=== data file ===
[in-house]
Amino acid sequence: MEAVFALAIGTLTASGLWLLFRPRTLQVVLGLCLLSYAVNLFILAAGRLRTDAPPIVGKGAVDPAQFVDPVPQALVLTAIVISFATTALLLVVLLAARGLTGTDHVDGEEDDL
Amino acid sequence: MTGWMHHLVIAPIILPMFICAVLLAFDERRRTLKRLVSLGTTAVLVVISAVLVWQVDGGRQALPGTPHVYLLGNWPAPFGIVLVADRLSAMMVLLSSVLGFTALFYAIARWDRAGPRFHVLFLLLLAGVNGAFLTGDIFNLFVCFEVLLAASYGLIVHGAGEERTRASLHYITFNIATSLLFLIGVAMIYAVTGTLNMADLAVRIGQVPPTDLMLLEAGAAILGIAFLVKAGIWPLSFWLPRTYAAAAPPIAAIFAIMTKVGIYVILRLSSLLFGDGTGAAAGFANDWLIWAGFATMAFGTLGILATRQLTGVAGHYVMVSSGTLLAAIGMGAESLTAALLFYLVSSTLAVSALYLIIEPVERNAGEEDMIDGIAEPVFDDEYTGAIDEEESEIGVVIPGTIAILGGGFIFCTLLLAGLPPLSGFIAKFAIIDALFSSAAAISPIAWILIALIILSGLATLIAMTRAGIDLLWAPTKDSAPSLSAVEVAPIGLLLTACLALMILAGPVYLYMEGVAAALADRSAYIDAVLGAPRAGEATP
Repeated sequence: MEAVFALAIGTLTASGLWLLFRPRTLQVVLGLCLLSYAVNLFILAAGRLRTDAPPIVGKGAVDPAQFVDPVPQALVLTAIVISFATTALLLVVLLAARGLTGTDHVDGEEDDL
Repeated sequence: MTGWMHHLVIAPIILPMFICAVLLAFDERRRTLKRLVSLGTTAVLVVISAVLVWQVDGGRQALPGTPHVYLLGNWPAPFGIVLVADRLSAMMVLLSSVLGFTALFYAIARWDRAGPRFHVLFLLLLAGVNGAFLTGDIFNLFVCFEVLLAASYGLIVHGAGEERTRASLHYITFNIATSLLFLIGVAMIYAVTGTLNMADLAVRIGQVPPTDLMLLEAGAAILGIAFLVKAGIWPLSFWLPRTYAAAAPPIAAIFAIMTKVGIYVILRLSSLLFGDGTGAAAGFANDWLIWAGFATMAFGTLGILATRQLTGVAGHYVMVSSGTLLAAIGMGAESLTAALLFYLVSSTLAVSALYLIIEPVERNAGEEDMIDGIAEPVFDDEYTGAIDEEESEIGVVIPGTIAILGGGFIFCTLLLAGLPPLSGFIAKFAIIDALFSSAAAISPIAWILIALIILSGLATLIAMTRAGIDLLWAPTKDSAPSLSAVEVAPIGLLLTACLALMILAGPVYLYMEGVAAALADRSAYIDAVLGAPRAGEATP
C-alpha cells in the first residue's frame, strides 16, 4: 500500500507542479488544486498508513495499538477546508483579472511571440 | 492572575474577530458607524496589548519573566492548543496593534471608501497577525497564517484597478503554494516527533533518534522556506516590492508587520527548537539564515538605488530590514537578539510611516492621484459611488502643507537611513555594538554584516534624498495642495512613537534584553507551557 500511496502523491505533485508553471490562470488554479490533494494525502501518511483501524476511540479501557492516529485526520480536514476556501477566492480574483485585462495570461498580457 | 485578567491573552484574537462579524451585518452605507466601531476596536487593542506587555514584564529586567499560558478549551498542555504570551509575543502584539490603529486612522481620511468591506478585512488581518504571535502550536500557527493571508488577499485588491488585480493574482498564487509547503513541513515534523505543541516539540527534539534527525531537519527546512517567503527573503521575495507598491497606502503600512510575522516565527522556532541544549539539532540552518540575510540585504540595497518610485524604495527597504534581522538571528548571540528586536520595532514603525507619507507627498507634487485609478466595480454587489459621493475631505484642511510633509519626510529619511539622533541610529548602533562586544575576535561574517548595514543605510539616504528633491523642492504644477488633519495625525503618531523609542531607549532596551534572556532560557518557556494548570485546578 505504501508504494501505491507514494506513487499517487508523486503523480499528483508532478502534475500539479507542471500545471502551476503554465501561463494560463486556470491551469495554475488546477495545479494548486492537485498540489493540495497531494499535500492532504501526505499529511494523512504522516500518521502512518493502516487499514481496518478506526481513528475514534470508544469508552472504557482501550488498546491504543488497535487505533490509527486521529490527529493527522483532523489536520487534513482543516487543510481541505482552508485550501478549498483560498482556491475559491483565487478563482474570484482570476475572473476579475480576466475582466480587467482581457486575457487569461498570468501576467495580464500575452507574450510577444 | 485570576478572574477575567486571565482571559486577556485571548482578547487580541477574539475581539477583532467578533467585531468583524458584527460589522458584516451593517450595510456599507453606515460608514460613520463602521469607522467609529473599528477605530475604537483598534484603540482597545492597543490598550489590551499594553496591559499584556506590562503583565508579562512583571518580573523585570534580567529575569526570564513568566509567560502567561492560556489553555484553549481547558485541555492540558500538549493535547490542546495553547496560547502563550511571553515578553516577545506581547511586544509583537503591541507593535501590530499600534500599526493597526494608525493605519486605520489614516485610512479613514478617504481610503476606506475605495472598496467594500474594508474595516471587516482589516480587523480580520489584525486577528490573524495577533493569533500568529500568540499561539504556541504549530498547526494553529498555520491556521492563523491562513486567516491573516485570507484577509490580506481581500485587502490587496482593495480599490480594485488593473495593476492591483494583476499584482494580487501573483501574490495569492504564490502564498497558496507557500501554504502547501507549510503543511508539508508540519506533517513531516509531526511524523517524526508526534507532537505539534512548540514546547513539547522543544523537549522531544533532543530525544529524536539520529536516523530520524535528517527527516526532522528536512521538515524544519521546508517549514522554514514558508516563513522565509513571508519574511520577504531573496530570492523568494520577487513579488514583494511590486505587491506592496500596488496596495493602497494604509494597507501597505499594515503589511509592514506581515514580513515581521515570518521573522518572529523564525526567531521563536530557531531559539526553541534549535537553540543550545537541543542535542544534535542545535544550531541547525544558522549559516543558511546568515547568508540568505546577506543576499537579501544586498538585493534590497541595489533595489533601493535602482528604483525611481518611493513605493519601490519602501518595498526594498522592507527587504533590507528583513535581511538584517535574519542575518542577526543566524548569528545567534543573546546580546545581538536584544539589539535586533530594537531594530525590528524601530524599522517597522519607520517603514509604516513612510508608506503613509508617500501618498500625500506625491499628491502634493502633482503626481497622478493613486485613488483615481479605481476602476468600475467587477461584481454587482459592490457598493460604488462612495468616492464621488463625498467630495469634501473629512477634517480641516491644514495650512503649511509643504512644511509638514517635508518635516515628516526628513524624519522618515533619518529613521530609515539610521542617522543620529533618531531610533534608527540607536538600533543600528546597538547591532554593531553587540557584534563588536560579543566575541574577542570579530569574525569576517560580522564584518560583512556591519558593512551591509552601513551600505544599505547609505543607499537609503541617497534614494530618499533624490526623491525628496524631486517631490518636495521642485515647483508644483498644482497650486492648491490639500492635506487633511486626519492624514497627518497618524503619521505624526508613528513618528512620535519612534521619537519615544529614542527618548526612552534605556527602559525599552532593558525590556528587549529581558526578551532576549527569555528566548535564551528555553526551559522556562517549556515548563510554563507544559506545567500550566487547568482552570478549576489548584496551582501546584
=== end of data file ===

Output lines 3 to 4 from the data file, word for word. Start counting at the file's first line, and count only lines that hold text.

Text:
Amino acid sequence: MTGWMHHLVIAPIILPMFICAVLLAFDERRRTLKRLVSLGTTAVLVVISAVLVWQVDGGRQALPGTPHVYLLGNWPAPFGIVLVADRLSAMMVLLSSVLGFTALFYAIARWDRAGPRFHVLFLLLLAGVNGAFLTGDIFNLFVCFEVLLAASYGLIVHGAGEERTRASLHYITFNIATSLLFLIGVAMIYAVTGTLNMADLAVRIGQVPPTDLMLLEAGAAILGIAFLVKAGIWPLSFWLPRTYAAAAPPIAAIFAIMTKVGIYVILRLSSLLFGDGTGAAAGFANDWLIWAGFATMAFGTLGILATRQLTGVAGHYVMVSSGTLLAAIGMGAESLTAALLFYLVSSTLAVSALYLIIEPVERNAGEEDMIDGIAEPVFDDEYTGAIDEEESEIGVVIPGTIAILGGGFIFCTLLLAGLPPLSGFIAKFAIIDALFSSAAAISPIAWILIALIILSGLATLIAMTRAGIDLLWAPTKDSAPSLSAVEVAPIGLLLTACLALMILAGPVYLYMEGVAAALADRSAYIDAVLGAPRAGEATP
Repeated sequence: MEAVFALAIGTLTASGLWLLFRPRTLQVVLGLCLLSYAVNLFILAAGRLRTDAPPIVGKGAVDPAQFVDPVPQALVLTAIVISFATTALLLVVLLAARGLTGTDHVDGEEDDL